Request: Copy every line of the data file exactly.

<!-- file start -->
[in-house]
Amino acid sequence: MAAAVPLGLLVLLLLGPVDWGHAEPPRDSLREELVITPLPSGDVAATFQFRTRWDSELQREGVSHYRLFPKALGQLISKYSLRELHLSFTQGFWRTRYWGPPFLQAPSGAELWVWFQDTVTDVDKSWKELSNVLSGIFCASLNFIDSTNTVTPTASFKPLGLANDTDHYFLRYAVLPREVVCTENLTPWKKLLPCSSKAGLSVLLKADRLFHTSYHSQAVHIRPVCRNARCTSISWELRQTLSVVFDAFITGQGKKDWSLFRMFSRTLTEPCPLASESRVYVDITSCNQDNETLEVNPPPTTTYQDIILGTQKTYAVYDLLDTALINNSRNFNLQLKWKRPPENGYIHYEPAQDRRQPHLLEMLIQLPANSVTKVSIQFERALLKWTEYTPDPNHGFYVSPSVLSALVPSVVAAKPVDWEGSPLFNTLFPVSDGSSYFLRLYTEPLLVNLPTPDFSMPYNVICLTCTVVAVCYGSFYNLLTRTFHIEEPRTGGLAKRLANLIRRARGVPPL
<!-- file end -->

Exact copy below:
[in-house]
Amino acid sequence: MAAAVPLGLLVLLLLGPVDWGHAEPPRDSLREELVITPLPSGDVAATFQFRTRWDSELQREGVSHYRLFPKALGQLISKYSLRELHLSFTQGFWRTRYWGPPFLQAPSGAELWVWFQDTVTDVDKSWKELSNVLSGIFCASLNFIDSTNTVTPTASFKPLGLANDTDHYFLRYAVLPREVVCTENLTPWKKLLPCSSKAGLSVLLKADRLFHTSYHSQAVHIRPVCRNARCTSISWELRQTLSVVFDAFITGQGKKDWSLFRMFSRTLTEPCPLASESRVYVDITSCNQDNETLEVNPPPTTTYQDIILGTQKTYAVYDLLDTALINNSRNFNLQLKWKRPPENGYIHYEPAQDRRQPHLLEMLIQLPANSVTKVSIQFERALLKWTEYTPDPNHGFYVSPSVLSALVPSVVAAKPVDWEGSPLFNTLFPVSDGSSYFLRLYTEPLLVNLPTPDFSMPYNVICLTCTVVAVCYGSFYNLLTRTFHIEEPRTGGLAKRLANLIRRARGVPPL